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February 20, 2014

 

Gutchess asks for zoning changes

BY STEVEN HOWE
Staff Reporter
showe@cortlandstandardnews.net

CORTLANDVILLE —Gutchess Lumber requested the Town Board pass a law to rezone areas including and adjacent to its main facility at Wednesday night’s meeting, in an item that was a late addition to the agenda.
Town Attorney John Folmer prepared the proposed local law, which introduced the suggested changes. At the request of Gutchess Lumber Co. Vice President Matthew Gutchess, the town would rezone 12 parcels to industrial use.
The primary motivation behind the change is to allow Gutchess to potentially expand its operation, as well as free up additional acreage for storage of lumber. Currently, the parcels are a mixture of zoning designations including agricultural, Business-1 business and Industrial-2 industrial; the largest parcel of 34 acres is zoned agricultural.
Six of the parcels are along Stupke Road, between McLean Road and Lime Hollow Road. The additional six are along Route 281 between McLean Road and the Route 13 intersection.
According to Gutchess’s letter, the request was prompted in light of the Town Board reviewing its current zoning regulations. Cortlandville is working on a land use plan targeted toward controlling residential growth in the town.
“I think that it’s an interesting proposition,” Folmer said. “It’s one that Gutchess is wanting to be the appropriate, highest and best use of their property, at least in their view.”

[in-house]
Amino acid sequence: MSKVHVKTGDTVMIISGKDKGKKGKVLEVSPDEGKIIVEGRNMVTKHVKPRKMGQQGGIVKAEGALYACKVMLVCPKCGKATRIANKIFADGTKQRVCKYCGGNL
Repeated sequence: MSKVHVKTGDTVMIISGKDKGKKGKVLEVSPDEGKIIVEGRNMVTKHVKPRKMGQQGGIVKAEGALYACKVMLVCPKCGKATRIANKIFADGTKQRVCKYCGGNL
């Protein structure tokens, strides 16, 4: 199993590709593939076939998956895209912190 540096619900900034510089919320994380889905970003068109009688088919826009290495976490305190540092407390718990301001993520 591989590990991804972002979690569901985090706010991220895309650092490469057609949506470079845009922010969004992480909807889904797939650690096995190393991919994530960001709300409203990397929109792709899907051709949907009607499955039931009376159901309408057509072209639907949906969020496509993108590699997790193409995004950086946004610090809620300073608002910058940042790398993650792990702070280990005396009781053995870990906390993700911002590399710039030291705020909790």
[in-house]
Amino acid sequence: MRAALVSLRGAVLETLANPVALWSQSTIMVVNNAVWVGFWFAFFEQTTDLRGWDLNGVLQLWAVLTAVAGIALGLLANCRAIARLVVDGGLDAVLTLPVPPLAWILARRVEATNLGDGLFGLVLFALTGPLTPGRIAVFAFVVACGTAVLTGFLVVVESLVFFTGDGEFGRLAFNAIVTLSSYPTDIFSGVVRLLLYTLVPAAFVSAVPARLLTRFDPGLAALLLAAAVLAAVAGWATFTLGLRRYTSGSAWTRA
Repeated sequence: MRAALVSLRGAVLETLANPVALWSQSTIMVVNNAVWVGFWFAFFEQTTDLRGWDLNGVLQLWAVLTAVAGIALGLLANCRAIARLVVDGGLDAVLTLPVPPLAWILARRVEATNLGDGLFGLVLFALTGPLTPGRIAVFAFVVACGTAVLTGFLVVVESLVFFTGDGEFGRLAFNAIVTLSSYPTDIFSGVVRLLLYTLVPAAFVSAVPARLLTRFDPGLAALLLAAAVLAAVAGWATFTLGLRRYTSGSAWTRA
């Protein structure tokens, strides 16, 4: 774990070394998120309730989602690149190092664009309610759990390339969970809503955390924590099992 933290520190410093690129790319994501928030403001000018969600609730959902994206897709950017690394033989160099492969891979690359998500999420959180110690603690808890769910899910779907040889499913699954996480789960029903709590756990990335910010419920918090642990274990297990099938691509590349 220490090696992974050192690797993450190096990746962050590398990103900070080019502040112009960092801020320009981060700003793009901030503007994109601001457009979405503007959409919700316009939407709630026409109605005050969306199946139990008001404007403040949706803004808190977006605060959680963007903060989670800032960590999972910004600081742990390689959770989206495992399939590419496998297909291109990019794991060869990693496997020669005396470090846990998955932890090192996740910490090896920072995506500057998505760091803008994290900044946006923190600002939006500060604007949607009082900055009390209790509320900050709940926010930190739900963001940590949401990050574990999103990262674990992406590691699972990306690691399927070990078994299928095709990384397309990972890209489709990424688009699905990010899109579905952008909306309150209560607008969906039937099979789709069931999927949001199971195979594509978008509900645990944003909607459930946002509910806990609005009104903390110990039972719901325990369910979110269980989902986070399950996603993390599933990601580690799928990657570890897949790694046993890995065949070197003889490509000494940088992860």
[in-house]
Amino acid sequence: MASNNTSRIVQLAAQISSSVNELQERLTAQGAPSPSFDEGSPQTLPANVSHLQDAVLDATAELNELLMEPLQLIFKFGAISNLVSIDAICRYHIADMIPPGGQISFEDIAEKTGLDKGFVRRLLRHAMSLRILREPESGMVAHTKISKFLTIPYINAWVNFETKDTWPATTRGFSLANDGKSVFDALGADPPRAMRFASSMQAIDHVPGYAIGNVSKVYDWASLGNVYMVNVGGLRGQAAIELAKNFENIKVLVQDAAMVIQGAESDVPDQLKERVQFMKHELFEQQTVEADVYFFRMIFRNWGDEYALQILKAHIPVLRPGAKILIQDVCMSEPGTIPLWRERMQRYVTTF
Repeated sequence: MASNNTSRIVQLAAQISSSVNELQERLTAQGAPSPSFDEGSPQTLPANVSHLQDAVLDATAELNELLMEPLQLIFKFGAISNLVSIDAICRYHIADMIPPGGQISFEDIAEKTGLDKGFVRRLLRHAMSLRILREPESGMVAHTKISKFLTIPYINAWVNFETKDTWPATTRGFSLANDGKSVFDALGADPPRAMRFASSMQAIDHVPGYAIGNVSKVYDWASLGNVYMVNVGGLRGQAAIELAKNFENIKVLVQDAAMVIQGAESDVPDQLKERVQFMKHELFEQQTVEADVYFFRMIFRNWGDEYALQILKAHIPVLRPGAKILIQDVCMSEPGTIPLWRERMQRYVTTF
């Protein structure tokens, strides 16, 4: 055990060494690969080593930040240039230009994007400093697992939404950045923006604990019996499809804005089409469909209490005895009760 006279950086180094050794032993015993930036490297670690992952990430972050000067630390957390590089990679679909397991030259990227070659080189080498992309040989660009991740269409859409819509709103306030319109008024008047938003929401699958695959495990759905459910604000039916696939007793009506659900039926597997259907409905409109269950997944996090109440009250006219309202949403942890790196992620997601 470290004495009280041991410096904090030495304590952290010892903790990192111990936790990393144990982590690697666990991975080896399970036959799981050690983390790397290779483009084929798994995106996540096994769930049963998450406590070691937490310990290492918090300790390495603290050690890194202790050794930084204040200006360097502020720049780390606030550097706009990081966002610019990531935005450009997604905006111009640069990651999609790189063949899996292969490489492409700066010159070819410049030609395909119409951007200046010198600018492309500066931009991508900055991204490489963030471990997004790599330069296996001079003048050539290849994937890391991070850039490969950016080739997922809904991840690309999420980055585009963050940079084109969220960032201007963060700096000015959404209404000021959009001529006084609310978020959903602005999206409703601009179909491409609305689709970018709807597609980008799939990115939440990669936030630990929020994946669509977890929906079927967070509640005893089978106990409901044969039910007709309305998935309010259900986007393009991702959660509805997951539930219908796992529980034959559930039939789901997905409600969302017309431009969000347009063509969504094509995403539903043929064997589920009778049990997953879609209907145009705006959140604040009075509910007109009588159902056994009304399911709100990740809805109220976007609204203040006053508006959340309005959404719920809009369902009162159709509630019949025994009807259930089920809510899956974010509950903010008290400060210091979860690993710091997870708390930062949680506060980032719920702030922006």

Both board member Ron Rocco and Town Supervisor Dick Tupper expressed their belief that Gutchess Lumber was a community asset and discussed concerns that the company would consider looking outside the area.
“They do have a plant down in Latrobe (Pa.) which they could expand to and if they left, there would be a big void here,” Rocco said. “They’ve always been very good to us. We on the board know the many things they’ve done for the community.”
Tupper said he agreed with the assessment that rezoning the land fell in the parameters of a highest and best use, noting that Gutchess Lumber had been purchasing the adjoining properties over a number of years.
The proposed change would continue a line of industrial zoning that begins at Pall Corp., which makes for a good fit, Tupper said.
“If they get involved in any kind of construction for buildings or anything like that they’ll have to go through zoning or planning just like everyone else,” Tupper said. “I think he’s (Gutchess) looking for expansion and storage. If he does any kind of expansion, we’re obviously hoping that’s going to mean employment.”
Of the 12 parcels being rezoned, five are not owned by Gutchess Lumber, including over 6 acres in two parcels owned by the town. The total area of the properties owned by Gutchess Lumber is approximately 48 acres.
Ten of the properties mentioned in the draft law are adjacent to current industrial zoned parcels owned by Gutchess Lumber. Of the two non-adjoining sites, one is owned by the state and the other is the former Friendly’s restaurant site where Gutchess lumber intends to build its new sales office.
The Town Board set a public hearing for March 5 to review the aquifer protection permit for the Gutchess Lumber sales office. The new facility would also house meeting space, including a large conference room, in a expansion to the existing structure of over 1,600 square feet.

 

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